Smoking named as main cause of avoidable death in France
Smoking is the main cause of avoidable death in France, killing around 66,000 people each year, the health ministry said.
"On average, one regular smoker in every two dies prematurely from his or her smoking habits... Half of those who die are between 35 and 69-years-old," the ministry continued in a statement issued jointly with the National Institute of Health Education and Prevention (INPES).
Smoking causes a third of all cancers in France, according to the statement, which was posted on an Internet site set up by the ministry and the INPES as part of a national stop-smoking campaign, launched in March 2003.
Lung cancer is a particular danger among smokers and those forced to inhale their noxious fumes, including children.
In France, 90 percent of all lung cancers are caused by actually smoking and a further 5 per cent by passive smoking, the statement stressed.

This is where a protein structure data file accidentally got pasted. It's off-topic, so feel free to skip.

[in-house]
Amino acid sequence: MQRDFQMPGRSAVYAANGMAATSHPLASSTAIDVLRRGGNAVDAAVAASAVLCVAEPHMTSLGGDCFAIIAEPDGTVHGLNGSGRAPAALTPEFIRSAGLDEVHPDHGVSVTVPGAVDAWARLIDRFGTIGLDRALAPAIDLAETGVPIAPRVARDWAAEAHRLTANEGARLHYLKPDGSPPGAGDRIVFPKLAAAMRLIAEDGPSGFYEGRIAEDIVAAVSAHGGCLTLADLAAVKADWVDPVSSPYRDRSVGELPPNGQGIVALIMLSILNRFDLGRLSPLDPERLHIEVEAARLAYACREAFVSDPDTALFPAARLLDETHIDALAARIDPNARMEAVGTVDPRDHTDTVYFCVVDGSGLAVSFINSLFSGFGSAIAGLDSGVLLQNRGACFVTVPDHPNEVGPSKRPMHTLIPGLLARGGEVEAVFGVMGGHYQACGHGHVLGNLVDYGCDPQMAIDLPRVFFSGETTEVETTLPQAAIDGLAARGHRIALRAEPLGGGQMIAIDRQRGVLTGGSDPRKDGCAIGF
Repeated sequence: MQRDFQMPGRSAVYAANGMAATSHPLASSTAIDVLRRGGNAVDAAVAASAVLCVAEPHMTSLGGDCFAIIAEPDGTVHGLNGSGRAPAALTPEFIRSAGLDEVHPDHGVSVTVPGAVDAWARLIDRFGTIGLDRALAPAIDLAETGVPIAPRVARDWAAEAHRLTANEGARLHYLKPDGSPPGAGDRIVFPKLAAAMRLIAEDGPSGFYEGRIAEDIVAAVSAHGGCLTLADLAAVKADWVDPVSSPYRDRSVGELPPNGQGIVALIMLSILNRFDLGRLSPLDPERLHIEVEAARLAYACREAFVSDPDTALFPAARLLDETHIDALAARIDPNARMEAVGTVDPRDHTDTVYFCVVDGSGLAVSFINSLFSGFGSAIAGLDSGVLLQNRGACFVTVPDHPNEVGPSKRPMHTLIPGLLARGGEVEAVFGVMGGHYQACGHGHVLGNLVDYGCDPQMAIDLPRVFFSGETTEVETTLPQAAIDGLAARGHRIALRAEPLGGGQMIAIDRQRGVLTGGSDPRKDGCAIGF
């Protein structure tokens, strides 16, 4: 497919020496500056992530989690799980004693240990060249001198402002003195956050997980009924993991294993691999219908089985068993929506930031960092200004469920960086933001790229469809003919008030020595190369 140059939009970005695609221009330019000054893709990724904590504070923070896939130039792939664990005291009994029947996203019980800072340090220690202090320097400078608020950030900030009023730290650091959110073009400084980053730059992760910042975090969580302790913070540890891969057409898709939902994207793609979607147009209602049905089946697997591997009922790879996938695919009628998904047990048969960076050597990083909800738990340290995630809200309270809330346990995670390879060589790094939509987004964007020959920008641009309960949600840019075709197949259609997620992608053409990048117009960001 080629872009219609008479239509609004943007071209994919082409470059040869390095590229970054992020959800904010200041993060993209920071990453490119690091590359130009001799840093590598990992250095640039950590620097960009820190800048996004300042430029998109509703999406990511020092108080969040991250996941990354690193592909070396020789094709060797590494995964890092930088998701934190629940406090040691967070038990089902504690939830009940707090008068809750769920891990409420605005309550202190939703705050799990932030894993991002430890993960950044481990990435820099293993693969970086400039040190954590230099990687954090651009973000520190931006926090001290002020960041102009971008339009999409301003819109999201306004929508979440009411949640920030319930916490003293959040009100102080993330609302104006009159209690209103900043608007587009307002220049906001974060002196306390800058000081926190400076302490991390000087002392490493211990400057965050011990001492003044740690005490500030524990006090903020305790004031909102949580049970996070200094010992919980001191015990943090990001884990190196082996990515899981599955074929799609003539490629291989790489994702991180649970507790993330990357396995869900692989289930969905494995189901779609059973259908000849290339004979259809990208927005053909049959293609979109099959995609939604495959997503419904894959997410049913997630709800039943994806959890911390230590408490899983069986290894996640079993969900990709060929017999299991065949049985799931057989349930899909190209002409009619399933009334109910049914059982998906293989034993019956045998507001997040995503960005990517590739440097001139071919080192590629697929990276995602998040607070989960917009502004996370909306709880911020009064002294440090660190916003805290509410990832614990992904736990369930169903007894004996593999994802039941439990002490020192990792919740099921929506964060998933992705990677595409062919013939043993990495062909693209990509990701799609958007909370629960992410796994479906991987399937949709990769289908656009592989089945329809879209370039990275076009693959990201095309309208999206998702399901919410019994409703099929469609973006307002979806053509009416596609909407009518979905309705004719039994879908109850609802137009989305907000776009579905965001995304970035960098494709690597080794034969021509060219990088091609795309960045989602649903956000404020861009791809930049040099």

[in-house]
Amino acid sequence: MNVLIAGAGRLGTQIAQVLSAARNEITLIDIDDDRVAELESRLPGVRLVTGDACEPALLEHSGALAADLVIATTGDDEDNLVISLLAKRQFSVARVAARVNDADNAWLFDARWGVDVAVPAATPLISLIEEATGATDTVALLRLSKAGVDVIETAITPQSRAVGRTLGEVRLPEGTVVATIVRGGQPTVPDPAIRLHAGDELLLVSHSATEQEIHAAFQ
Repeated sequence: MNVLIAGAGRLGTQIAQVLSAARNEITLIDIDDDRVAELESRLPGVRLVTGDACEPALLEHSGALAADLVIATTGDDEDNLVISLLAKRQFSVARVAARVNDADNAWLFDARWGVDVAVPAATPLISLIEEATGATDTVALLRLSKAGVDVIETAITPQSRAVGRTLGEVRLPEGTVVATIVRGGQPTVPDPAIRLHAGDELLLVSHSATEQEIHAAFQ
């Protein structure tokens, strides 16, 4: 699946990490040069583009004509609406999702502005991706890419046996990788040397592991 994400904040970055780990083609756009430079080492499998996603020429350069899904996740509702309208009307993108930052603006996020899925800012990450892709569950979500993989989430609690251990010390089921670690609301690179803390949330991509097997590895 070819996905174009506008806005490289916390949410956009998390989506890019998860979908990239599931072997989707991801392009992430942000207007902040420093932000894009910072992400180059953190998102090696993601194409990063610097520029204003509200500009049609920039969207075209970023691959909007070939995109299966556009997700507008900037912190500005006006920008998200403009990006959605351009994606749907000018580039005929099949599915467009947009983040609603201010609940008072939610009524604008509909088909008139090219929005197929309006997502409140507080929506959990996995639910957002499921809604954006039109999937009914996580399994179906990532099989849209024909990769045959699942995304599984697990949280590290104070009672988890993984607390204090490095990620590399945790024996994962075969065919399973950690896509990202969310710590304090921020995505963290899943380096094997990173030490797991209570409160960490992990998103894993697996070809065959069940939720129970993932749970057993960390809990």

There is already a law in France against smoking in workplaces, airports, metro and rail stations and in some parts of restaurants. But it is widely ignored.
The Government is reinforcing its anti-smoking campaign by increasing the price of tobacco by 8 to 10 per cent as of January 5, the third rise in the space of a year.
The main aim of the campaign is to reduce the number of smokers by 30 per cent among young people and 20 per cent among adults.
The increase in smoking among young people is of particular concern, especially given scientific information that the dangers are more widespread than originally thought.
In 2002 the International Agency for Research on Cancer, a unit of the World Health Organisation (WHO) based in the French city of Lyon, added the following to the long list of cancers to which smokers are vulnerable - leukaemia and cancer of the stomach, liver, uterus and kidney.
Cigarettes also cause chronic bronchitis and heart attacks, the scientists say.
The WHO itself says smoking kills 4.9 million people around the world every single year and warns that number could double by 2020.
Smoking is "the only weapon of mass destruction used against people all over the world," commented John Seffrin, president of the American Cancer Society, during the world cancer congress in Chicago in May 2003.